Every millennial could use a trip to the Holocaust Museum

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Posted 4/17/18 (Tue)

Passing Dreams
By Steve Andrist

Washington, D.C., is not just the seat of government for the United States of America and the home of historic and stirring memorials.
It is a mecca of museums.
The Smithsonian Institution, the National Air and Space Museum, the National Museum of Natural History, the National  Museum of American History, the National Museum of African American History, the National Museum of the American Indian, the International Spy Museum and on and on.
But if I had to pick the top two must-see museums in D.C., they would be the Newseum and the United States Holocaust Memorial Museum.
The Newseum, not just because it recognizes newspapers as the first draft of history, but because its exhibits are a captivating display of current and cultural events from way back when to just a bit ago. It brings back memories that patrons of every age actually lived.
The Holocaust Museum because no one should ever, ever forget.
Ever.
The chemical attack last week on hundreds of Syrian people by the own government was horrific.
The systematic torture and murder of 6 million people in the Nazi death camps was indescribably horrific.
Six million people.
That’s the equivalent of 4,000 towns the size of Crosby or Tioga.
It’s the equivalent of almost eight North Dakotas. Two Twin Cities areas or Chicagos.
Six million people over the course of a dozen years in the 1930s and ‘40s rounded up, tortured, starved and ultimately murdered in gas chambers and incinerated.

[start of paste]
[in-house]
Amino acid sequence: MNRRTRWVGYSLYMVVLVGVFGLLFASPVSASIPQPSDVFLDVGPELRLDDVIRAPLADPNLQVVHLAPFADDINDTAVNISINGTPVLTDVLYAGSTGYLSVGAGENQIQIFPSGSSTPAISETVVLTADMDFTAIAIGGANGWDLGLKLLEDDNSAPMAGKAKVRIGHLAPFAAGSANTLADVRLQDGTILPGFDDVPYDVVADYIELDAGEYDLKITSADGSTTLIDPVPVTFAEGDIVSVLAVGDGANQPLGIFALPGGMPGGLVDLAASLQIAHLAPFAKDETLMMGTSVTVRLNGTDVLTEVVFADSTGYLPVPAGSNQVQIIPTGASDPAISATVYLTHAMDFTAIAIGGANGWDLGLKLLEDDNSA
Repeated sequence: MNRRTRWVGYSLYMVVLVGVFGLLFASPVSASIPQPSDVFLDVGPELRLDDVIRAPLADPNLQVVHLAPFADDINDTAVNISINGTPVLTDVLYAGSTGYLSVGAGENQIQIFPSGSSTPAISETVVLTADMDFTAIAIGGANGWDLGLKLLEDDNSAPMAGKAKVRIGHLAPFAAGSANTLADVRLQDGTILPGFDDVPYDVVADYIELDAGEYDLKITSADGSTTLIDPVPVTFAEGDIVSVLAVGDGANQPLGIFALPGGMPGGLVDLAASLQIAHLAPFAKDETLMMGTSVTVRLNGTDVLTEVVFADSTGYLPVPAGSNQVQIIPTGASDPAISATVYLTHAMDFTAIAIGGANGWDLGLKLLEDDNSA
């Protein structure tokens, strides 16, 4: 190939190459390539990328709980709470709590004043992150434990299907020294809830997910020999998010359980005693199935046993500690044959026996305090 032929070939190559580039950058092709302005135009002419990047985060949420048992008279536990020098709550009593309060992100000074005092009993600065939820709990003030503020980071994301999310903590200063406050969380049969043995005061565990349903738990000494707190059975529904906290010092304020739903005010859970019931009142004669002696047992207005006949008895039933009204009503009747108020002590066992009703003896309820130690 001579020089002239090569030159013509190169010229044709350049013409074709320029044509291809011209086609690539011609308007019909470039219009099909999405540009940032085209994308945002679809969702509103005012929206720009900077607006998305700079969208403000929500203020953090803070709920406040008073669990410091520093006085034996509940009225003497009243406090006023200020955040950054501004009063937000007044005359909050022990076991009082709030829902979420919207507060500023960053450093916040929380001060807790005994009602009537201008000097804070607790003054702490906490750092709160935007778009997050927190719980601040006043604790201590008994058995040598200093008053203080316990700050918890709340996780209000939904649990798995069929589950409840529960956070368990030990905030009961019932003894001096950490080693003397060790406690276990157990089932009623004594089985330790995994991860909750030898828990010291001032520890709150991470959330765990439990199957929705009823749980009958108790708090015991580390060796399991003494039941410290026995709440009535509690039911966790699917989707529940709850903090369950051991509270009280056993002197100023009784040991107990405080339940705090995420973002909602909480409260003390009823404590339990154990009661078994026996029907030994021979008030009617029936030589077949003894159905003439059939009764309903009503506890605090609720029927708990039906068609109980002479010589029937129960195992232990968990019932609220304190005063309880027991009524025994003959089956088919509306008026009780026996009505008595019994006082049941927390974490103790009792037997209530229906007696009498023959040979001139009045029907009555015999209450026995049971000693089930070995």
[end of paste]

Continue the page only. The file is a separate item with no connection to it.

No one should ever, ever forget.
And yet a study conducted by the Conference on Jewish Material Claims Against Germany and released last week on Holocaust Remembrance Day found that two-thirds of American millennials cannot identify Auschwitz.
Twenty-two percent of millennials in the poll said they haven’t heard of the Holocaust or are not sure whether they’ve heard of it — twice the percentage of U.S. adults as a whole who said the same, according to a report in the Washington Post.
A visit to the U.S. Holocaust Memorial Museum would tell them that Auschwitz was a concentration camp, or extermination camp. At least 1.3 million people were deported to the camp, run by Nazi Germany in occupied Poland, from 1940 to 1945, and 1.1 million of them were killed. It was the largest concentration camp among many built by the Nazis during their campaign to wipe out the Jews and other groups.
This is not irrelevant ancient history.
It’s a time when Franklin D. Roosevelt dominated American politics. Ted Williams batted .400. Japan attacked Pearl Harbor. The first “Captain America” comic book was published.
And there was the genocide of 6 million Jews.
If you haven’t been to the Holocaust Museum, there’s a surefire way to learn that the Holocaust was tragically real.
Google “Holocaust shoes” and you can see a picture of a display containing thousands of shoes confiscated from arriving prisoners at the Majdanek concentration camp in German-occupied Poland.
Big ones, little ones, work shoes, dress shoes, men’s, women’s and children’s shoes.
All once protected the feet of living, breathing human beings.

Irony of the week
Sinclair Broadcasting owns 173 local TV stations across the country.
Its owners have directed their anchors to decry “the troubling trend of irresponsible, one-sided news stories” and “fake news” stories.
The owners, a family of wealthy Republican donors and Donald Trump supporters, also mandate that the stations run commentary from a former Trump adviser and “parrot its conservative, pro-Trump view,” writes Erik Wemple for the Washington Post.
Apparently, one-sided news is not acceptable – unless it’s the right side.